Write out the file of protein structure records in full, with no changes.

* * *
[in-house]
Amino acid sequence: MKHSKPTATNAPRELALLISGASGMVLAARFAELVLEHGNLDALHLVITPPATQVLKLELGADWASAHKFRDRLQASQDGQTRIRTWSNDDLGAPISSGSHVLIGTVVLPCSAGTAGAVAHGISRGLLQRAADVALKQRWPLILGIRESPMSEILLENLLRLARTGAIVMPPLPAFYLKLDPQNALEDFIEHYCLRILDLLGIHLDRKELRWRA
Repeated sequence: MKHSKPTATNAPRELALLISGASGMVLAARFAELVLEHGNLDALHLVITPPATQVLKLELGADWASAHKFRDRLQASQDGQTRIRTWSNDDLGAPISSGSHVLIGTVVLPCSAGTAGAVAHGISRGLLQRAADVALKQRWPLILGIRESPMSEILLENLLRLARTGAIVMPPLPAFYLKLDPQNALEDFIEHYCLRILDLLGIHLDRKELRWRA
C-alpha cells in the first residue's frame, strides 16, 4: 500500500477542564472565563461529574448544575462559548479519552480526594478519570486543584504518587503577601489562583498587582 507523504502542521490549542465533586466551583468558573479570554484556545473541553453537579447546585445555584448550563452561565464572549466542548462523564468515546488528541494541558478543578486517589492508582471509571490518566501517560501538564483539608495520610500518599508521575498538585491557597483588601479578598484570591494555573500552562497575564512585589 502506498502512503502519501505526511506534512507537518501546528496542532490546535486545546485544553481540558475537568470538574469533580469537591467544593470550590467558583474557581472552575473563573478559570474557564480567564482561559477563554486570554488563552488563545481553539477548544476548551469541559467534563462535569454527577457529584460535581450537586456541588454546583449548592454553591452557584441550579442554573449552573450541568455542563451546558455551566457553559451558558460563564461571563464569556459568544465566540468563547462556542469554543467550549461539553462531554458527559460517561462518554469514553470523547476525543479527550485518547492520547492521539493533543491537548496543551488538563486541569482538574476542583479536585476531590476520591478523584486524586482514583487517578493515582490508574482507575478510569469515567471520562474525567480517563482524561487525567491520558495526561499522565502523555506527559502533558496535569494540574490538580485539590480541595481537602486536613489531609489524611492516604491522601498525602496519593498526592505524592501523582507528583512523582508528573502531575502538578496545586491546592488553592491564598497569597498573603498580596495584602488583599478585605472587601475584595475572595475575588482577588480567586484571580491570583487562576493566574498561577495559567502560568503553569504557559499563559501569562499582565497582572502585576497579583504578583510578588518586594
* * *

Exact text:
[in-house]
Amino acid sequence: MKHSKPTATNAPRELALLISGASGMVLAARFAELVLEHGNLDALHLVITPPATQVLKLELGADWASAHKFRDRLQASQDGQTRIRTWSNDDLGAPISSGSHVLIGTVVLPCSAGTAGAVAHGISRGLLQRAADVALKQRWPLILGIRESPMSEILLENLLRLARTGAIVMPPLPAFYLKLDPQNALEDFIEHYCLRILDLLGIHLDRKELRWRA
Repeated sequence: MKHSKPTATNAPRELALLISGASGMVLAARFAELVLEHGNLDALHLVITPPATQVLKLELGADWASAHKFRDRLQASQDGQTRIRTWSNDDLGAPISSGSHVLIGTVVLPCSAGTAGAVAHGISRGLLQRAADVALKQRWPLILGIRESPMSEILLENLLRLARTGAIVMPPLPAFYLKLDPQNALEDFIEHYCLRILDLLGIHLDRKELRWRA
C-alpha cells in the first residue's frame, strides 16, 4: 500500500477542564472565563461529574448544575462559548479519552480526594478519570486543584504518587503577601489562583498587582 507523504502542521490549542465533586466551583468558573479570554484556545473541553453537579447546585445555584448550563452561565464572549466542548462523564468515546488528541494541558478543578486517589492508582471509571490518566501517560501538564483539608495520610500518599508521575498538585491557597483588601479578598484570591494555573500552562497575564512585589 502506498502512503502519501505526511506534512507537518501546528496542532490546535486545546485544553481540558475537568470538574469533580469537591467544593470550590467558583474557581472552575473563573478559570474557564480567564482561559477563554486570554488563552488563545481553539477548544476548551469541559467534563462535569454527577457529584460535581450537586456541588454546583449548592454553591452557584441550579442554573449552573450541568455542563451546558455551566457553559451558558460563564461571563464569556459568544465566540468563547462556542469554543467550549461539553462531554458527559460517561462518554469514553470523547476525543479527550485518547492520547492521539493533543491537548496543551488538563486541569482538574476542583479536585476531590476520591478523584486524586482514583487517578493515582490508574482507575478510569469515567471520562474525567480517563482524561487525567491520558495526561499522565502523555506527559502533558496535569494540574490538580485539590480541595481537602486536613489531609489524611492516604491522601498525602496519593498526592505524592501523582507528583512523582508528573502531575502538578496545586491546592488553592491564598497569597498573603498580596495584602488583599478585605472587601475584595475572595475575588482577588480567586484571580491570583487562576493566574498561577495559567502560568503553569504557559499563559501569562499582565497582572502585576497579583504578583510578588518586594